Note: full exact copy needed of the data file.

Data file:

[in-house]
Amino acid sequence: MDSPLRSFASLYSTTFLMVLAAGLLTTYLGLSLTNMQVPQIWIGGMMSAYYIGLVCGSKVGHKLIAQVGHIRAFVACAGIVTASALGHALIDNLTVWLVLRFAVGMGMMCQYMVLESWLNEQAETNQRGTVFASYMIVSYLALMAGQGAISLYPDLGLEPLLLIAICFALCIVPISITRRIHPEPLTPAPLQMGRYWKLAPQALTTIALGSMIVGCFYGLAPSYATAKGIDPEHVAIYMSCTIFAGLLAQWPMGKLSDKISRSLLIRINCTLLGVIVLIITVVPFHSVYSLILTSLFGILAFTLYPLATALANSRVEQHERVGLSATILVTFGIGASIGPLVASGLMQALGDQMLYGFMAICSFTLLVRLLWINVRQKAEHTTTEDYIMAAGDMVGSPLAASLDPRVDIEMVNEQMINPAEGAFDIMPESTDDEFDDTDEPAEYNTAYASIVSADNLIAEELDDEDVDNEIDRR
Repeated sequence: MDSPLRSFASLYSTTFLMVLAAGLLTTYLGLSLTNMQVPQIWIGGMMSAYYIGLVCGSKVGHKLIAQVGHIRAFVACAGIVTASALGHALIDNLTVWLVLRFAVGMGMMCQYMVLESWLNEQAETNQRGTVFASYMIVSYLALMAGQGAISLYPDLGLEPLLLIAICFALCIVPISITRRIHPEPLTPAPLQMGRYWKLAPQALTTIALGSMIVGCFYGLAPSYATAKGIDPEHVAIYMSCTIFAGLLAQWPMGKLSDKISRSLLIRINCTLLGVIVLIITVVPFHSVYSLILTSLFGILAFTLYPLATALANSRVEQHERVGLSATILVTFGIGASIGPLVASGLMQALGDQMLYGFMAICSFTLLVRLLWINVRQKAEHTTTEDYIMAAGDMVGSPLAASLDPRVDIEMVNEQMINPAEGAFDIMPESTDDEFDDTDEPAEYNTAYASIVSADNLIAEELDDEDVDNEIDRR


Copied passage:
[in-house]
Amino acid sequence: MDSPLRSFASLYSTTFLMVLAAGLLTTYLGLSLTNMQVPQIWIGGMMSAYYIGLVCGSKVGHKLIAQVGHIRAFVACAGIVTASALGHALIDNLTVWLVLRFAVGMGMMCQYMVLESWLNEQAETNQRGTVFASYMIVSYLALMAGQGAISLYPDLGLEPLLLIAICFALCIVPISITRRIHPEPLTPAPLQMGRYWKLAPQALTTIALGSMIVGCFYGLAPSYATAKGIDPEHVAIYMSCTIFAGLLAQWPMGKLSDKISRSLLIRINCTLLGVIVLIITVVPFHSVYSLILTSLFGILAFTLYPLATALANSRVEQHERVGLSATILVTFGIGASIGPLVASGLMQALGDQMLYGFMAICSFTLLVRLLWINVRQKAEHTTTEDYIMAAGDMVGSPLAASLDPRVDIEMVNEQMINPAEGAFDIMPESTDDEFDDTDEPAEYNTAYASIVSADNLIAEELDDEDVDNEIDRR
Repeated sequence: MDSPLRSFASLYSTTFLMVLAAGLLTTYLGLSLTNMQVPQIWIGGMMSAYYIGLVCGSKVGHKLIAQVGHIRAFVACAGIVTASALGHALIDNLTVWLVLRFAVGMGMMCQYMVLESWLNEQAETNQRGTVFASYMIVSYLALMAGQGAISLYPDLGLEPLLLIAICFALCIVPISITRRIHPEPLTPAPLQMGRYWKLAPQALTTIALGSMIVGCFYGLAPSYATAKGIDPEHVAIYMSCTIFAGLLAQWPMGKLSDKISRSLLIRINCTLLGVIVLIITVVPFHSVYSLILTSLFGILAFTLYPLATALANSRVEQHERVGLSATILVTFGIGASIGPLVASGLMQALGDQMLYGFMAICSFTLLVRLLWINVRQKAEHTTTEDYIMAAGDMVGSPLAASLDPRVDIEMVNEQMINPAEGAFDIMPESTDDEFDDTDEPAEYNTAYASIVSADNLIAEELDDEDVDNEIDRR